children counsellingStrong associations exist between mental illness in young people, ‘everyday’ social problems and disadvantage, new research has suggested.

The findings came at the same time as Young Minds' Sarah Brennan, the Institution of Child Health's Dr Eileen Vizard and Professor Stephen Scott CBE all suggested that more can be done to provide early intervention into children's potential mental health issues at the NSPCC How Safe? conference.

Youth advice and counselling charity Youth Access followed this by calling for NHS investment in voluntary sector advice services to address the ‘social determinants’ of young people’s mental health.

The research, led by legal academics at University College London, has identified the key role played by social disadvantage and social problems in rates of mental illness among young people.

Commenting on the research, Russell Viner, Professor in Adolescent Health, Institute of Child Health, University College London, said: "This important work highlights the particular vulnerability of young people to the vicious cycle of disadvantage and poor mental health. Coordinated action is needed across government and the health and education services to both prevent young people falling into the NEET [not in education, employment or training] trap and identify early those young people at risk of mental health problems."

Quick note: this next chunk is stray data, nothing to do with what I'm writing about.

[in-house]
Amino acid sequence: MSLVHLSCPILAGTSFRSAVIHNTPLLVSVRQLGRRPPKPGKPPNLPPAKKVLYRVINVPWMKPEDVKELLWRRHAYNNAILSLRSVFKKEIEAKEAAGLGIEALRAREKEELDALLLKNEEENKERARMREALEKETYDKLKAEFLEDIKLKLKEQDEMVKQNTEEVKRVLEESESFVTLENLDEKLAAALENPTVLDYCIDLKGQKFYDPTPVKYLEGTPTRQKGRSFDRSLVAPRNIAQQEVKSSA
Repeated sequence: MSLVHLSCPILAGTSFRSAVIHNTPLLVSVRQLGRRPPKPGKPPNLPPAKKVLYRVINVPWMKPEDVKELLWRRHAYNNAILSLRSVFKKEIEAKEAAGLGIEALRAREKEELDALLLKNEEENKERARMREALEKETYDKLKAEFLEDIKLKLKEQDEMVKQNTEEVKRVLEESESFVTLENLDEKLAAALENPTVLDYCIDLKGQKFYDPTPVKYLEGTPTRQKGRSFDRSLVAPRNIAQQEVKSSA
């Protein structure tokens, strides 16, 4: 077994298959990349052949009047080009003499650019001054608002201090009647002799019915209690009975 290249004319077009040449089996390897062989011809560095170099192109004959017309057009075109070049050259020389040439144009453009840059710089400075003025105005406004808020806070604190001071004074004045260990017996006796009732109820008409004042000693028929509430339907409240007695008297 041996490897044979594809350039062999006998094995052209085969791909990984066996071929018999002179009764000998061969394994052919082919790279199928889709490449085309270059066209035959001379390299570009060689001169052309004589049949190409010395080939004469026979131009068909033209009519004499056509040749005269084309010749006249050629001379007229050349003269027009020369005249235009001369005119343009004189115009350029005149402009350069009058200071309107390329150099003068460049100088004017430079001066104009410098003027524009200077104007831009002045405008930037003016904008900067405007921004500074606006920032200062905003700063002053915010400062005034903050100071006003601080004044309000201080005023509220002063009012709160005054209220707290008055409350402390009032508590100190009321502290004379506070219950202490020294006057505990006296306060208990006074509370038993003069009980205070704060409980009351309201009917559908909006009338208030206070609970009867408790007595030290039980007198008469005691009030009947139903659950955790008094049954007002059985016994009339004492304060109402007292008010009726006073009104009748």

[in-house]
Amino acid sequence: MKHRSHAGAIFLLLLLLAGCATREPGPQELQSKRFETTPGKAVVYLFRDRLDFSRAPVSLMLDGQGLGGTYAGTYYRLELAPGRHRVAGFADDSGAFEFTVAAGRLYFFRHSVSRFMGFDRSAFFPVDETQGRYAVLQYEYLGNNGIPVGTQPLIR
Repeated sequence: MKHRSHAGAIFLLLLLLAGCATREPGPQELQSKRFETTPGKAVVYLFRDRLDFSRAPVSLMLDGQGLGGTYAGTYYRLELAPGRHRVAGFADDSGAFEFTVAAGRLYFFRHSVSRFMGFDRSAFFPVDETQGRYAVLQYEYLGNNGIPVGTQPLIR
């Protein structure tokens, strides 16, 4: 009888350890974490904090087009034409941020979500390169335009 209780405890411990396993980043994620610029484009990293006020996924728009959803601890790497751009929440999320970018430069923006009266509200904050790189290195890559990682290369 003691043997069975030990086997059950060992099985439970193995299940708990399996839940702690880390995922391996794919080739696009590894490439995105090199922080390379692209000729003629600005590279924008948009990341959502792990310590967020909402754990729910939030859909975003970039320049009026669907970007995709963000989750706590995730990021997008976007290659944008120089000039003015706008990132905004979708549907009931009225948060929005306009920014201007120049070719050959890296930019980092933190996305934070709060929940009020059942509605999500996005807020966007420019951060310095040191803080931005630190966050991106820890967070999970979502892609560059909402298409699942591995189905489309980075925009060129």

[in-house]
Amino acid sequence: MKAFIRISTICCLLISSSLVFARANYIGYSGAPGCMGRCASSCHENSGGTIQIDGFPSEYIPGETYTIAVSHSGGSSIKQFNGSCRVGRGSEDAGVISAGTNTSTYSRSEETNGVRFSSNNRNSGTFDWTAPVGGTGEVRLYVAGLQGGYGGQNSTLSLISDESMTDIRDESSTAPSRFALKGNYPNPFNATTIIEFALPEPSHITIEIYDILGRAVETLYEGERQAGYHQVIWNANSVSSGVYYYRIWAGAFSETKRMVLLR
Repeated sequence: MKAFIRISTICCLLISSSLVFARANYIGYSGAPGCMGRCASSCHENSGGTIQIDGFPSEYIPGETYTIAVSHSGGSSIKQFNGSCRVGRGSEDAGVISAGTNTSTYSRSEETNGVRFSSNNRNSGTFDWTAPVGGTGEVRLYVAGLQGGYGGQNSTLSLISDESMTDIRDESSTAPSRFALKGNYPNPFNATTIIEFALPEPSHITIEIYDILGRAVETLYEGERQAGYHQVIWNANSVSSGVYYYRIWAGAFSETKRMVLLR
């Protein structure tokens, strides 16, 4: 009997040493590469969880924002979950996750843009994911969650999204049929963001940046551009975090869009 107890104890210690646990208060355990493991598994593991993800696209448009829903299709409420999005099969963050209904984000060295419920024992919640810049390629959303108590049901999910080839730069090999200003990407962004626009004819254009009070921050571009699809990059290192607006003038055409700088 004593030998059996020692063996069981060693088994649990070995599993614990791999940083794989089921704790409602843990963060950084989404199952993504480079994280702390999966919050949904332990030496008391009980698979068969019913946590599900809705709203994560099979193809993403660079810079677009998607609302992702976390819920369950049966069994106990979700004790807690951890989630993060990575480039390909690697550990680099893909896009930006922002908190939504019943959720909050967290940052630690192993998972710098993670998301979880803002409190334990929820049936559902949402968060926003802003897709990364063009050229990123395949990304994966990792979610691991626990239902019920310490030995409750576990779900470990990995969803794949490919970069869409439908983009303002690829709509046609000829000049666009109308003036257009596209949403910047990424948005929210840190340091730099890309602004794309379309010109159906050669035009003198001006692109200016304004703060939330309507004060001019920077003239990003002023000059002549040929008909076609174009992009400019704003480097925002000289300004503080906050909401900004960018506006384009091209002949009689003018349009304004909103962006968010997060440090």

The research also revealed data on the prevalence of mental health problems among young people including:
- 12% of 16-19 year olds and 18% of 20-24 year olds met cut-off points for common mental disorders
- Young people who were NEET or socially isolated were found to be twice as likely as other young people to report mental illness
- Where young people also experienced ‘everyday’ social welfare legal problems (e.g. concerning debt, benefits, housing or employment) they were five times more likely to report mental health problems
- Social welfare legal problems were a clear predictor of mental health problems and longitudinal data showed that young people’s mental health deteriorated as new social welfare legal problems emerged.

Youth Access, which commissioned the research, believes the findings have major implications for the way youth mental health services are configured. With the annual cost of mental health problems in England estimated at £105 billion and three-quarters of lifetime mental illness having its roots in adolescence or early adulthood, huge savings could potentially be made in the NHS budget by intervening more smartly.

Barbara Rayment, director of Youth Access, said: "This study establishes for the first time that housing, money and employment problems are key determinants of young people’s mental health.

"The recent report of the Children and Young People’s Mental Health & Wellbeing Taskforce [Future in Mind], identified the importance of increasing investment in community-based drop-in services that can provide advice on social issues alongside therapeutic interventions in accessible young person-friendly settings for the 13-25 age group.

"We have a collective duty to ensure vulnerable young people get the services they need in the most efficient way for the taxpayer. It is critical that clinical commissioning groups, which are tasked with leading CAMHS Transformation Plans in local areas, look beyond traditional clinical solutions and invest in services that can offer a truly holistic, early intervention response."

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